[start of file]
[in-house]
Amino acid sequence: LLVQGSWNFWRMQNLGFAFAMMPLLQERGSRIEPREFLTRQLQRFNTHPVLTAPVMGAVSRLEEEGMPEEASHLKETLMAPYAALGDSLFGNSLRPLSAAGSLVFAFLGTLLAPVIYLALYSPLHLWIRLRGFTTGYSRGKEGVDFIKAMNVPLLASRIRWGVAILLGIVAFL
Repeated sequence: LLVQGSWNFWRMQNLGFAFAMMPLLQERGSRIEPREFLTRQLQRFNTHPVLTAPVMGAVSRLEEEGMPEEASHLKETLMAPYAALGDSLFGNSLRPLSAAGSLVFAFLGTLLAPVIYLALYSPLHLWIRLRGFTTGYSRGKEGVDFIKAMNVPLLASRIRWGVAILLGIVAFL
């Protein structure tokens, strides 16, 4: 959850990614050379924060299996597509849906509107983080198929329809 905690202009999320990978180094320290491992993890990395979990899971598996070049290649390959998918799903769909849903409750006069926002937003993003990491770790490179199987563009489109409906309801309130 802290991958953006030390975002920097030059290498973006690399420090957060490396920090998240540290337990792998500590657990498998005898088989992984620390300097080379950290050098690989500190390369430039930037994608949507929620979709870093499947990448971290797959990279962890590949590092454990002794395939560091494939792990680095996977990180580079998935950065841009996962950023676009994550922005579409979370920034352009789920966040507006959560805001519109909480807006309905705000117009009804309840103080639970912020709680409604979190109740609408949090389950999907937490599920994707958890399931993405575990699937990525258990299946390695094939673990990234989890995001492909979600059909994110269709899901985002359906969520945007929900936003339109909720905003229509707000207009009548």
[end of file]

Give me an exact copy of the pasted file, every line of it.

[in-house]
Amino acid sequence: LLVQGSWNFWRMQNLGFAFAMMPLLQERGSRIEPREFLTRQLQRFNTHPVLTAPVMGAVSRLEEEGMPEEASHLKETLMAPYAALGDSLFGNSLRPLSAAGSLVFAFLGTLLAPVIYLALYSPLHLWIRLRGFTTGYSRGKEGVDFIKAMNVPLLASRIRWGVAILLGIVAFL
Repeated sequence: LLVQGSWNFWRMQNLGFAFAMMPLLQERGSRIEPREFLTRQLQRFNTHPVLTAPVMGAVSRLEEEGMPEEASHLKETLMAPYAALGDSLFGNSLRPLSAAGSLVFAFLGTLLAPVIYLALYSPLHLWIRLRGFTTGYSRGKEGVDFIKAMNVPLLASRIRWGVAILLGIVAFL
């Protein structure tokens, strides 16, 4: 959850990614050379924060299996597509849906509107983080198929329809 905690202009999320990978180094320290491992993890990395979990899971598996070049290649390959998918799903769909849903409750006069926002937003993003990491770790490179199987563009489109409906309801309130 802290991958953006030390975002920097030059290498973006690399420090957060490396920090998240540290337990792998500590657990498998005898088989992984620390300097080379950290050098690989500190390369430039930037994608949507929620979709870093499947990448971290797959990279962890590949590092454990002794395939560091494939792990680095996977990180580079998935950065841009996962950023676009994550922005579409979370920034352009789920966040507006959560805001519109909480807006309905705000117009009804309840103080639970912020709680409604979190109740609408949090389950999907937490599920994707958890399931993405575990699937990525258990299946390695094939673990990234989890995001492909979600059909994110269709899901985002359906969520945007929900936003339109909720905003229509707000207009009548």